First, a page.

No butts, no bellies, no backs, no breasts | HR memories

When I worked in human resources, I hated dress codes. Our dress code was business casual with jeans on Fridays. It was very comfy and easy to dress. No ties, pantyhose, suits or dresses – most employees wore khakis or casual pants with nice tops. Managers would try to make me responsible to enforce the code. They would send their unruly employees to my office to get set straight on what they should wear to work.

I resisted that role. I was not a fashion cop. I didn’t see what all of our employees wore each day and I didn’t want to.

Some employees will push the envelope as far as they can for anything. How do you tell an employee her boobs are hanging out? She knows it, she likes it that way. We had trouble with downright sloppy clothes too.

You know the sneakers you wear to seal your driveway? Why throw them out when you can eke out a few wearings to work? What about that teensy tear in a tee-shirt? Tee-shirts weren’t allowed but no one would notice. Wrong!

Over the years, I collected some responses from employees who were slightly (ever so slightly) out of the dress code.

  • “I am just too tall to be subject to the code.” This was from a tall manager who wore some of the sexiest clothes I have ever seen outside of a TV sitcom. Somehow the tallness should allow her breasts and thighs to be exposed.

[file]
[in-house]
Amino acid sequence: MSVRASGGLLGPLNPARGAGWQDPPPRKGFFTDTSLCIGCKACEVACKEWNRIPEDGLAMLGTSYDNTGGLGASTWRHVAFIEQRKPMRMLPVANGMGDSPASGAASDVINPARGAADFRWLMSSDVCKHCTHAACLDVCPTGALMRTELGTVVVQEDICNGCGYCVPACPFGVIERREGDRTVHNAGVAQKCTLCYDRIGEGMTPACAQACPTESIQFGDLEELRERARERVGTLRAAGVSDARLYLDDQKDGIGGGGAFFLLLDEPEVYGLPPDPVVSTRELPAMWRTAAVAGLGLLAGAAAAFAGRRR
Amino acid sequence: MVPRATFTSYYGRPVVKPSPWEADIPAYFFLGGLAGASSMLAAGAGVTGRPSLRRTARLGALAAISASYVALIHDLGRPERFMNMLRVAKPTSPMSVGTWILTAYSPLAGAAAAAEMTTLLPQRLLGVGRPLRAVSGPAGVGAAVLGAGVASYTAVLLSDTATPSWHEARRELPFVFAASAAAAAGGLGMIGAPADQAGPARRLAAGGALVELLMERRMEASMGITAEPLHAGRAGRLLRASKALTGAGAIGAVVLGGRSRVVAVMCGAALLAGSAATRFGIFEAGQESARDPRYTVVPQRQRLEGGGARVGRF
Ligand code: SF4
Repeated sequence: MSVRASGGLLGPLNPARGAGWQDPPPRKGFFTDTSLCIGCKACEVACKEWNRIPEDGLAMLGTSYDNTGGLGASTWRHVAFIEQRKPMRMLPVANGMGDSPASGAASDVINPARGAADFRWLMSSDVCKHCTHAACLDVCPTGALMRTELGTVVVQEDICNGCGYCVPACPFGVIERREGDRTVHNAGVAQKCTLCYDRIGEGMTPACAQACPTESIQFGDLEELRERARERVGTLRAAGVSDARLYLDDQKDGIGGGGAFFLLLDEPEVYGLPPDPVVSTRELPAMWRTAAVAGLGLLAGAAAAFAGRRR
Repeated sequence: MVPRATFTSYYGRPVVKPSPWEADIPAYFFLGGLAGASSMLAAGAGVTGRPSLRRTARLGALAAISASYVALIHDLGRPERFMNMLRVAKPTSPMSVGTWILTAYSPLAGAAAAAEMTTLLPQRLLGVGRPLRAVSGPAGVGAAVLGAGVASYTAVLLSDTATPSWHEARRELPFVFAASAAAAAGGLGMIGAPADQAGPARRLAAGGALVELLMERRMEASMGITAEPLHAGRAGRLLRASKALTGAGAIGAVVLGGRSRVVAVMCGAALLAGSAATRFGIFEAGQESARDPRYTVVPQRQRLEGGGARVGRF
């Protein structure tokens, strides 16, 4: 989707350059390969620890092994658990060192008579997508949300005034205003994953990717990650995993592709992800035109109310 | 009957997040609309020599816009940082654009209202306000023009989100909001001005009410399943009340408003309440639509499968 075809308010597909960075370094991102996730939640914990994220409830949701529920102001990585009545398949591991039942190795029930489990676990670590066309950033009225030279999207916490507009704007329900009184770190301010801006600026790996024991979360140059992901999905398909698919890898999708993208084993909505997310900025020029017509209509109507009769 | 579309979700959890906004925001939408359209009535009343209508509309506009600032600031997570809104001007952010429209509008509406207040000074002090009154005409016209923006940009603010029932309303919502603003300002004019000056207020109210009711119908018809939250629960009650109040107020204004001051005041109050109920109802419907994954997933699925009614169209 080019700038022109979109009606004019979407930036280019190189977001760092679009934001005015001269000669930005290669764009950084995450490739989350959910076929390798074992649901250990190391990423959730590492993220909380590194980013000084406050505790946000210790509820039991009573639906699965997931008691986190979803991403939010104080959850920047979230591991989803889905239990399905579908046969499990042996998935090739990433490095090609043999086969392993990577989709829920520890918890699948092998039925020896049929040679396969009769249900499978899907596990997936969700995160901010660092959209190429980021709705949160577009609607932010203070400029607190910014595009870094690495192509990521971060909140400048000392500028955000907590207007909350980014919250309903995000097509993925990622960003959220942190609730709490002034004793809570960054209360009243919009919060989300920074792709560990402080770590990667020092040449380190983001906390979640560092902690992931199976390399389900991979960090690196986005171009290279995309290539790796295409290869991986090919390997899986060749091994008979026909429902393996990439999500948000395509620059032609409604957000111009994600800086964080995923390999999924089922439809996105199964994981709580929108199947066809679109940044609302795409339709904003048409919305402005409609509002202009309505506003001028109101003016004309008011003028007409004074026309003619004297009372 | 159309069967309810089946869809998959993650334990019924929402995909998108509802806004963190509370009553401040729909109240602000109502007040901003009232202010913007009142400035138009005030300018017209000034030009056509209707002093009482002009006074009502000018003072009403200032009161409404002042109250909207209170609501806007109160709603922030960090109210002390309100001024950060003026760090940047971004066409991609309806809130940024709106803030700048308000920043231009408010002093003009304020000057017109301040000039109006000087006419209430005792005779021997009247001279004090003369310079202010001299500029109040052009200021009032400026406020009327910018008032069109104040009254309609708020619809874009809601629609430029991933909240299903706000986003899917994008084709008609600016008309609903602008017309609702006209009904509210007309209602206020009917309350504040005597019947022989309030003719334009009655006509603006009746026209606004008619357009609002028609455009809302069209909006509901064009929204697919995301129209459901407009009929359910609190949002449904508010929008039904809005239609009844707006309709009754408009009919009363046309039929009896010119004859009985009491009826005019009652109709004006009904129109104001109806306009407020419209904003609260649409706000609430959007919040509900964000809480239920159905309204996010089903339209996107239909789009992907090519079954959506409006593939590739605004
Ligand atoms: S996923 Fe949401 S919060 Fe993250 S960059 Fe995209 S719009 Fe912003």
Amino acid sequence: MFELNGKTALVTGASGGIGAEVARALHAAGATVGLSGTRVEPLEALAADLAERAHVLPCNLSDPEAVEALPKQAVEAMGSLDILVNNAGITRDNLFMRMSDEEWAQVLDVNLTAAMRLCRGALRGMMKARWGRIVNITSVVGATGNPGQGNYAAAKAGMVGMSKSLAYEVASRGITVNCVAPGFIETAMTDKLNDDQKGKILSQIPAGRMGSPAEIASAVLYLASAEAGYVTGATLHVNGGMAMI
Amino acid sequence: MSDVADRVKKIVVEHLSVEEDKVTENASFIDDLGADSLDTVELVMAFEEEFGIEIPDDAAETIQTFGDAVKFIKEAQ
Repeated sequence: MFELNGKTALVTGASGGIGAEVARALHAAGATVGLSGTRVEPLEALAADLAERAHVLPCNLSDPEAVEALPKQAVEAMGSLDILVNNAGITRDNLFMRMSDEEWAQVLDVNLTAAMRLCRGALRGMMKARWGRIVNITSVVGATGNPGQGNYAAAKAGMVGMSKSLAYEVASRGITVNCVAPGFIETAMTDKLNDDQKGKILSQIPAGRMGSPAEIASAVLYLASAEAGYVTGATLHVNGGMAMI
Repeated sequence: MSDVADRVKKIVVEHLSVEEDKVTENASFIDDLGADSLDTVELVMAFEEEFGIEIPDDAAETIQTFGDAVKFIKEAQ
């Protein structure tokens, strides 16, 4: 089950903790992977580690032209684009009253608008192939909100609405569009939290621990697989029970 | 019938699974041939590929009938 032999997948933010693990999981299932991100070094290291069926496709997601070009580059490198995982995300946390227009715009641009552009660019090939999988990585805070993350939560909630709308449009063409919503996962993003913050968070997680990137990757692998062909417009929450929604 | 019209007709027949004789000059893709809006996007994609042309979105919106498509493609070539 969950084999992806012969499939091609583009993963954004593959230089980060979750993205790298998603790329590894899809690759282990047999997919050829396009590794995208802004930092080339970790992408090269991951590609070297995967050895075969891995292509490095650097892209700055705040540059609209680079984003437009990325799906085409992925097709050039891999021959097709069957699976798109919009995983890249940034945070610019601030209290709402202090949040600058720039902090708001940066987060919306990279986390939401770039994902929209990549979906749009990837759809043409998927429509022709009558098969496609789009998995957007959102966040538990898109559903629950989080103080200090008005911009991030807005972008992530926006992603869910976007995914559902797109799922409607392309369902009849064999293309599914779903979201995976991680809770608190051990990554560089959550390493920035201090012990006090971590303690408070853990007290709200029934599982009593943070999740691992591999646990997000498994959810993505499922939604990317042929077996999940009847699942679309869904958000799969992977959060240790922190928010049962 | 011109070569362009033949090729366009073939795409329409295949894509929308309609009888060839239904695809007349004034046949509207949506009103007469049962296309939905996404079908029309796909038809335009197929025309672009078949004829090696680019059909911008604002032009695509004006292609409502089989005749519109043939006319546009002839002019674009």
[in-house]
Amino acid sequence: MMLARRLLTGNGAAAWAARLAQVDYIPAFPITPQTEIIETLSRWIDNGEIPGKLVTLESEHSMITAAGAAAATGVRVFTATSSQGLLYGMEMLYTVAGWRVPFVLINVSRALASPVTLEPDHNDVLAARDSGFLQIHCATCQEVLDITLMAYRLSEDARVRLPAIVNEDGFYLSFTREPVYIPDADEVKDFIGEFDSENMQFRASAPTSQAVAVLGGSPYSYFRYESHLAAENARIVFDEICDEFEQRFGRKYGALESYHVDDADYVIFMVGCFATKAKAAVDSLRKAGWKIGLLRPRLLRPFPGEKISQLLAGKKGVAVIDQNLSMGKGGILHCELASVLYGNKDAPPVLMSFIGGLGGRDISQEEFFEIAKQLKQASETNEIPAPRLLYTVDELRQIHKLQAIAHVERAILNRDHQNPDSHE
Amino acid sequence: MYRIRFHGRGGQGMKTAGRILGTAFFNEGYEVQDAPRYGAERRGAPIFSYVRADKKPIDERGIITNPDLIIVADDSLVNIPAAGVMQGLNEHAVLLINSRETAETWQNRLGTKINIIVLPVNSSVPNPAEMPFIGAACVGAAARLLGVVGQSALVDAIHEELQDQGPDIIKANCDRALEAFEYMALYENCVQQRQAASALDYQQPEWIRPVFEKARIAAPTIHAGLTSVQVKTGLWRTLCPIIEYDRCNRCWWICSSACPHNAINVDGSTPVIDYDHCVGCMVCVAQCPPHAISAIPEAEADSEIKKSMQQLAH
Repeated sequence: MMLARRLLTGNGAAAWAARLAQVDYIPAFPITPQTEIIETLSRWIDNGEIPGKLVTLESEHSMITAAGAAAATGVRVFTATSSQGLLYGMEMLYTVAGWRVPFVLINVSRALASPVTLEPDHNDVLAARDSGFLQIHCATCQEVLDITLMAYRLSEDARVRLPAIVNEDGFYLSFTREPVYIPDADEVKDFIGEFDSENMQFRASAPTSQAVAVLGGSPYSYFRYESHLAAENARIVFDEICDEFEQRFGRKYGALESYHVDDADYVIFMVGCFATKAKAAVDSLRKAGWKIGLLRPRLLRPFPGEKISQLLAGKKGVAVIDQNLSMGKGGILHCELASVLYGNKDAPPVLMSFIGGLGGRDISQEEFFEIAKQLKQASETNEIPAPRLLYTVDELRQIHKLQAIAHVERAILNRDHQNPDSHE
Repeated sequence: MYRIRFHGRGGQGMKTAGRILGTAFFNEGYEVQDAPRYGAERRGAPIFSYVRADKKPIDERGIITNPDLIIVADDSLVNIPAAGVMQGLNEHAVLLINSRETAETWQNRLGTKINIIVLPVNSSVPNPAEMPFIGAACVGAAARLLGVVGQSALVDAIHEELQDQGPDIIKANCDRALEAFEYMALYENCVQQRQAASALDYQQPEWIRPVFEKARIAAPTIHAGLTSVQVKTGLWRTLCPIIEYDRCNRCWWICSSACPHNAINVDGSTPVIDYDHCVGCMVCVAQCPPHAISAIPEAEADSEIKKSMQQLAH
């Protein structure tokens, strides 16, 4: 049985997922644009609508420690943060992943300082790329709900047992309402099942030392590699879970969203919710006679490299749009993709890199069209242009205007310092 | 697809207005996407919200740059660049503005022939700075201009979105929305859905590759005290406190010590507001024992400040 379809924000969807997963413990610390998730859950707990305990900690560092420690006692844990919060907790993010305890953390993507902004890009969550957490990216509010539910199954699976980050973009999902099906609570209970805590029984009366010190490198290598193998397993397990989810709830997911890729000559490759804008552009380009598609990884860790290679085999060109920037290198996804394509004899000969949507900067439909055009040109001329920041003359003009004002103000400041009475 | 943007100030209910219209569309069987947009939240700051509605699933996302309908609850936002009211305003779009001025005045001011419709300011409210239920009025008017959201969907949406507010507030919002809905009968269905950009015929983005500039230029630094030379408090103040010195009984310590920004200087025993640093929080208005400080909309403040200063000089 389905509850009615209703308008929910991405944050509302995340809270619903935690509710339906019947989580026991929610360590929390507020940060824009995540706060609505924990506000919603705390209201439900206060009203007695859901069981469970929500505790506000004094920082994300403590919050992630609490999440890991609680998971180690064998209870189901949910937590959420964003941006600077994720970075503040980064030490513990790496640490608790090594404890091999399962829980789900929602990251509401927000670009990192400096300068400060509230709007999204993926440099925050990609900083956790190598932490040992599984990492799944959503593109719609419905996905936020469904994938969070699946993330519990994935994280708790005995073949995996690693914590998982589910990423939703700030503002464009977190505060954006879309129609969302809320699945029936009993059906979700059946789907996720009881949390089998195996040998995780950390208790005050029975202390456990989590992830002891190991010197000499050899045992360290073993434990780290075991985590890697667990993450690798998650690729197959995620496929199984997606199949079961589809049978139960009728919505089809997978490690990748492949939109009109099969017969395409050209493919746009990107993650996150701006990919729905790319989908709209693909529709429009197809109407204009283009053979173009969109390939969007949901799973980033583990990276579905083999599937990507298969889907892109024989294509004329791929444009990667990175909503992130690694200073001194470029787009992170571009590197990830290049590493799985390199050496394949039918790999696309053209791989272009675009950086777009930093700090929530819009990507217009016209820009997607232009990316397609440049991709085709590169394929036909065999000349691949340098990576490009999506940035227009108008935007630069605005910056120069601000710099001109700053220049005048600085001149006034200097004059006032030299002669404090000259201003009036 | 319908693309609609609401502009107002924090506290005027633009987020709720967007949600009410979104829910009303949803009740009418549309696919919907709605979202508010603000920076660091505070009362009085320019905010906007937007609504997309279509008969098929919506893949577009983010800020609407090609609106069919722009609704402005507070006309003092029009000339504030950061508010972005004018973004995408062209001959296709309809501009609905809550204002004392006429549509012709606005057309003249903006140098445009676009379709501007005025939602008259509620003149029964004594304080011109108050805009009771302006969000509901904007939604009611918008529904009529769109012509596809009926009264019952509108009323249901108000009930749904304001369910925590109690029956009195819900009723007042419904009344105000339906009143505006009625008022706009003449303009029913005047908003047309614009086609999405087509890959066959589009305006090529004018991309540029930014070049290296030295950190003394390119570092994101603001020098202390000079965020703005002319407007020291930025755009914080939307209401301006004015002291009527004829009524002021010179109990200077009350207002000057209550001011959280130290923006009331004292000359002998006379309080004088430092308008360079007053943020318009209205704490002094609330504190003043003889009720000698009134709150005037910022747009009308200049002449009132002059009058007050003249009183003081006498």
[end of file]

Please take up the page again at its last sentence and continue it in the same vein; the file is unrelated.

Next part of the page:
• “This outfit cost $110.” It’s not the cost that matters, it’s how professional it is. This particular outfit was an expensive exercise outfit. It was just lovely especially if you were going to the gym to pick up men — sweaty, smelly men.
  • “I can’t afford business clothes.” Last time I looked, Wal-Mart had a business section where the pants were about the same price as the junk she had on.
  • For a long time we didn’t allow sneakers at work. Our CEO hated those big, dirty, chunky sneakers that younger employees liked to wear. We did allow pregnant women, who had ankles the size of tree trunks to wear sneakers with a note from their doctor (as if we were blind!). Some physical jobs also allowed sneakers and there were a few other reasons. There were many days when I would get emails and phone messages reporting that so-and-so had sneakers on. Really? Should I make them stand in the corner? Maybe a time out?
  • Flip-flops? This topic was more volatile than abortion! I can’t even talk about it except to say that one employee in flip-flops slipped and was on sick leave for a month. Enough said!
  • We didn’t have many men in our work place. The demographics were overwhelmingly female and most men were in upper level jobs.  Occasionally we did have the case of the dropped drawers. Those were the guys with the plumber cracks. Don’t guys know that their cracks are not really that attractive? Eyeow!

As infractions happened, the code became longer and more specific. As for me, I think a good code is no butts, no bellies, no backs, no breasts. That says it all!

 

Picture credits: Woman in slip — Marianna T-girl, shoes on desk — slworking2 and butt crack — LiewLeanKut, all from Flickr